Tuesday, December 24, 2013

Malaysia 1976 3rd Series $10 Banknote

***Among the early Malaysian banknotes of the $10 deno, the 3rd Series is the cheapest & the most common.
Despite the passage of 40 long years, it's still a laggard pricewise & as such, there is nothing to crow, gloat, shout or trumpet about even if the note bears a so & so solid numbers.
After all, its prefix is neither the all-desirable first nor the last prefix but it's just another lousy middle prefix & also, if one were to count the prefixes from the first to the last, actually, quite a hell of a lot of these notes were printed & thus, the quantity for the total solid numbers printed is quite colossal, so all crowings, gloatings, shoutings & trumpeting should be reserved for a much rarer banknote compared to this common one.

Friday, December 13, 2013

Malaysia 1998 $50 Polymer Banknote

***The first ever Malaysian banknote made using Polymer with a face value of RM50 but sold to the numismatic public at RM80 each.
But, after 15 years, its price is still stuck at the dungeon-level, with no prospect of it ever making an inch of uptick pricewise.
Apparently, 500,000 pieces were issued, but this is a very tiny issue as after all, Malaysia has a rough total population of 25 million people, but you can nevertheless still buy a piece online for as low as RM85, or you can pop by at the Central Bank's Money Museum in KL & buy them at the price when it was first issued 15 years ago, ie, at RM80.
As such, this featured banknote is an extremely fine example of what one should never gloat about and with the grading fees at approximately RM100, this banknote is up for sale at just RM185 only.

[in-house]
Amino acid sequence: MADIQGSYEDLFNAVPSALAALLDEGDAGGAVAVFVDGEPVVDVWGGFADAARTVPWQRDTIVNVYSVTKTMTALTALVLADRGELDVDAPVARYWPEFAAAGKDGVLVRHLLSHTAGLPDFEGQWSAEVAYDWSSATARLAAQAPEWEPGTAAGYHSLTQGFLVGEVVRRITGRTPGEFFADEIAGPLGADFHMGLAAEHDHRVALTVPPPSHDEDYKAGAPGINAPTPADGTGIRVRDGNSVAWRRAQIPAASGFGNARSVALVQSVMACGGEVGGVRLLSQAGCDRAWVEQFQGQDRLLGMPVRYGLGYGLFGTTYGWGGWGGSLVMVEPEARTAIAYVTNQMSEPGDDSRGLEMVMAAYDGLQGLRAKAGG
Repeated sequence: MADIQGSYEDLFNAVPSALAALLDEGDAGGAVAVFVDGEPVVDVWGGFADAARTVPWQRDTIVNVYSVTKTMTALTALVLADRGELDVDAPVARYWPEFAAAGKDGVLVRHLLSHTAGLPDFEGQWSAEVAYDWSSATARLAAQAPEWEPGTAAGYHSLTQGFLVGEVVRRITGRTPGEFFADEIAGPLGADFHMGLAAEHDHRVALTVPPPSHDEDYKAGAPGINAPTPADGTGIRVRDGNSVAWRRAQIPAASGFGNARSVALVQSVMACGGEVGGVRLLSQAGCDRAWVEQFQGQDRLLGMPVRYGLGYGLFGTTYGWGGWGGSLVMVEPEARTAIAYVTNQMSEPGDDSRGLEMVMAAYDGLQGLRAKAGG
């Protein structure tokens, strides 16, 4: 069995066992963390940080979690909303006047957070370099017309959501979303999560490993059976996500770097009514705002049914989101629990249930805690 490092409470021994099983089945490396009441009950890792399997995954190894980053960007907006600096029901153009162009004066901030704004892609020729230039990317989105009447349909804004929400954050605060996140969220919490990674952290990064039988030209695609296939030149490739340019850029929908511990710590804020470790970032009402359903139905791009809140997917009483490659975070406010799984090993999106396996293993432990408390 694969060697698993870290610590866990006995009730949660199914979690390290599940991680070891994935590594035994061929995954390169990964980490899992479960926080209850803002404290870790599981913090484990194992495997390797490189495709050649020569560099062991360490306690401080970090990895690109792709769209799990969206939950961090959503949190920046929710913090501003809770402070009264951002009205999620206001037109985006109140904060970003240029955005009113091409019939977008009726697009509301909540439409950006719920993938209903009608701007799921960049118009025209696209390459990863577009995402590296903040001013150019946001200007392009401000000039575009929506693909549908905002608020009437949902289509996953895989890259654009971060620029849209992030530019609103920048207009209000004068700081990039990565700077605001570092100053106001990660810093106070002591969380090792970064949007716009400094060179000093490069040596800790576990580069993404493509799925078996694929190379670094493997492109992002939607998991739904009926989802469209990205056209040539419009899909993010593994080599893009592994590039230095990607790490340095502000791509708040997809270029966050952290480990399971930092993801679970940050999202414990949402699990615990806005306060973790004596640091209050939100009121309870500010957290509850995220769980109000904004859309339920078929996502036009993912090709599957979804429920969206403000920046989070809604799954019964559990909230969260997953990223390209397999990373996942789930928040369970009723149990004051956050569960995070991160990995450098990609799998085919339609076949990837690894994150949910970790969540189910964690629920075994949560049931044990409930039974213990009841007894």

Thus, whoever is interested, please don't hesitate to PM. Take note that the extra RM100 is actually roughly the amount paid to PMG to have the note graded. If you want to buy at RM80, you can buy it at the Money Museum.

Monday, December 2, 2013

Burma Japanese Invasion Money 1 Rupee Block Letters Omitted

***A worthless 1 Rupee Japanese Invasion Money used in Burma but which seems to come without its all-common Block letters of BD.
But surely, the all-efficient Japs couldn't have omitted printing the Block letters.
And if local Malaysian banknotes can have had the Agung portraits on them removed, & thus, making them 'excellent errors', surely, these JIM notes' Block letters could be removed too,& very easily that is, esp. now that there are so many newly crowned sifus, or rather senseis or better still, grandmasters, in the Malaysian numismatic world.
That being the case, then, this banknote is nothing but a 'post-mint job', but a very professionally done 'post-mint job' that each and everyone of us should & must be proud of.